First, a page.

I had always been intrigued as a kid about voyagers and adventurers and pioneers. The people who headed off into the vast unknown not knowing what lay out there. Heading away from the safety of a city or a tribe in search of something. Now in terms of the Spanish and Portuguese who set off in search of new worlds and new trade routes, it seems obvious enough nowadays that they might do that as empires were being built and trade was necessary.
Ships were more seaworthy and yet you think that only decades previous to this people thought if you hit the horizon, that you would fall off the edge of the world. You have to admire that sense of enterprise. Just as an aside, merchants would wager their entire fortune on these ships and trade, so when it returned laden with riches, years later, the phrase “His ship has come in” came about. We still use it today to speak about good fortune.
There must have been a screw loose
But go back further and think of the Polynesians or the Vikings and these guys were heading off into the unknown in wooden canoes and longships sometimes in search of new lands and a little pillage to boot. They must have been mad. There must have been a screw loose in there somewhere. I mean, of course we can think about all these events as exploration, but I always figured that there must be more to it than that.
I guess it's because travel doesn't come easy to me. I am not like some people who are bitten by the ‘wanderlust’ bug. What a great word if only for the compounding of wander with lust. It says it all. And then I read an article somewhere that maybe explained it all to me.
It was imprinted in our DNA that there is safety in numbers
Millions of years ago we lived in small groups or tribes, staying together for safety, staying close to the fire. It was imprinted in our DNA that there is safety in numbers, far from that sabre-toothed tiger that just wanted to eat us. But in doing so there was a danger of inbreeding, that of the gene pool within our tribe becoming too narrow. So in every tribe there was one of two of us whose DNA wiring was switched to travel, to break free, to get out to mix up the gene pool. Spread it out across the globe. 99% of us love the fire, 1% has wanderlust.
Now why on earth you may ask am I going on about such a thing. Well I'm heading to Croatia this weekend to that great handball club of Zagreb. And this club is the epitome of my little thesis in reverse. It's as if every one of them that plays there has the bug. The need to stretch their wings and spread the Croatian handball gene. Of course as much as in the early days of travel it's about commerce, but it's more than that. Plenty of great players there never got the urge although I'm sure there were better commercial offers.
I'm not a hoarder by nature, but I have kept all my cards and records from all the matches I have covered in the EHF Champions league and I came across my card from 2011 when I covered a game in Zagreb. The names on the list for Zagreb would frighten you when you think about how many have left and become successful elsewhere: Kopljar, Pesic, Strlek, Gojun, Brozovic, Stepancic, Ivic, etc. The list goes on.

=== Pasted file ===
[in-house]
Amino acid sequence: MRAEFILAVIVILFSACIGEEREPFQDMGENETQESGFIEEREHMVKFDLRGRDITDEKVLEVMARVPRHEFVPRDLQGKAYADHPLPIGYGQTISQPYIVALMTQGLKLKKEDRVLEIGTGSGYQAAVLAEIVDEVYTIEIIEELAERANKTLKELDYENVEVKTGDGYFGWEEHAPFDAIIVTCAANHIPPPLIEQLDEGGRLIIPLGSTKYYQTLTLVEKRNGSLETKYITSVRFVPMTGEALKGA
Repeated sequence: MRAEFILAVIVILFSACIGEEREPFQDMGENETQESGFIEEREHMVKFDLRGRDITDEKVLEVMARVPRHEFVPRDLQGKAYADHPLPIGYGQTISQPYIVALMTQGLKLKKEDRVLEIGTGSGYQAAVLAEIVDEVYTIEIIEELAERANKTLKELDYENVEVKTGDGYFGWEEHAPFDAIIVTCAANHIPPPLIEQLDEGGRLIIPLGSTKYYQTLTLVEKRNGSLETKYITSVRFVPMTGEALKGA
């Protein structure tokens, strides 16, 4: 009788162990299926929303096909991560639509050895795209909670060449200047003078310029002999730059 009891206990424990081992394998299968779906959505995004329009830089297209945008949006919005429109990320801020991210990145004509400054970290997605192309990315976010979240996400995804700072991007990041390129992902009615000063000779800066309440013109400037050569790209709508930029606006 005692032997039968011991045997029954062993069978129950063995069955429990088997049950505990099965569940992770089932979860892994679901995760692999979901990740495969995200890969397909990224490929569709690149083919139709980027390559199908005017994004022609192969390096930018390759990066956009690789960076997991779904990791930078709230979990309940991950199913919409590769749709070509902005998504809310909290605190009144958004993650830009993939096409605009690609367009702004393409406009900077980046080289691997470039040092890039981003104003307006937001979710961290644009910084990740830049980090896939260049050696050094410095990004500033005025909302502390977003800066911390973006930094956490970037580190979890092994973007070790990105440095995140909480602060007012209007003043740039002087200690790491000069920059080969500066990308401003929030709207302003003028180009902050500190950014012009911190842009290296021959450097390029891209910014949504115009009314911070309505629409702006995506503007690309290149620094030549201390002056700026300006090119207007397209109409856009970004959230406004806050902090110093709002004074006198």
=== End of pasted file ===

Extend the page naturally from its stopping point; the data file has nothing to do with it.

These guys were all kids when I first saw them, all of them outgrowing the most successful handball club in Croatia. From that team, Tonci Valcic, his brother Josip and Zlatko Horvat stayed home. And don't tell me they weren't sought after, but they stayed close to the fire. Imagine the power of that club today had they been able to hold that team together. Each time I return, there is another new team and I wonder how many will go on to even bigger things, knowing that they’re hardwired to move on at some stage. If I can pun on the surnames of the Croatians “they have an itch they need to scratch.”
Zagreb are in essence the Ajax of the handball world
It's a testament to Zagreb that they are a building block for a lot of the top clubs in Europe. I always remember Wimpy from Popeye saying: “I’ll gladly pay you on Tuesday for a hamburger today.” This is indicative of so many clubs who want instant gratification and glory. Some of them no longer grace the handball scene. Zagreb to their credit live contrary to that statement. They will gladly wait until Tuesday to eat the burger. They cut their cloth to suit their measure. They survive and thrive knowing that glory may never be within their grasp.
Imagine the pride and courage needed to constantly strive to compete knowing that your best players will always be poached. Year after year to be a name in the pot of the Champions League, with a proud heritage and history, and know that you probably need a miracle to achieve. They are in essence the Ajax of the handball world, a club that has become a nursery to provide for the wider handball family. A famous Polish player and coach once told me: “You don’t win anything without a Croatian in your team.” And Zagreb is the first place they look.
Never bet against the underdog in a game like this
So when the other Balkan and extremely successful club, Vardar, arrive to play the game this weekend there should no other result than a Macedonian victory. Right? All the signs say yes. Zagreb just about made it into the Last 16 in what many perceive as an easier group to the one in which Vardar played. They also sit behind Vardar on the leader board of the SEHA league table. If we employ the American system of ‘bracketology’ then the outcome should be a foregone conclusion.
But this is MOTW. And one thing is never to bet against the underdog in a game like this.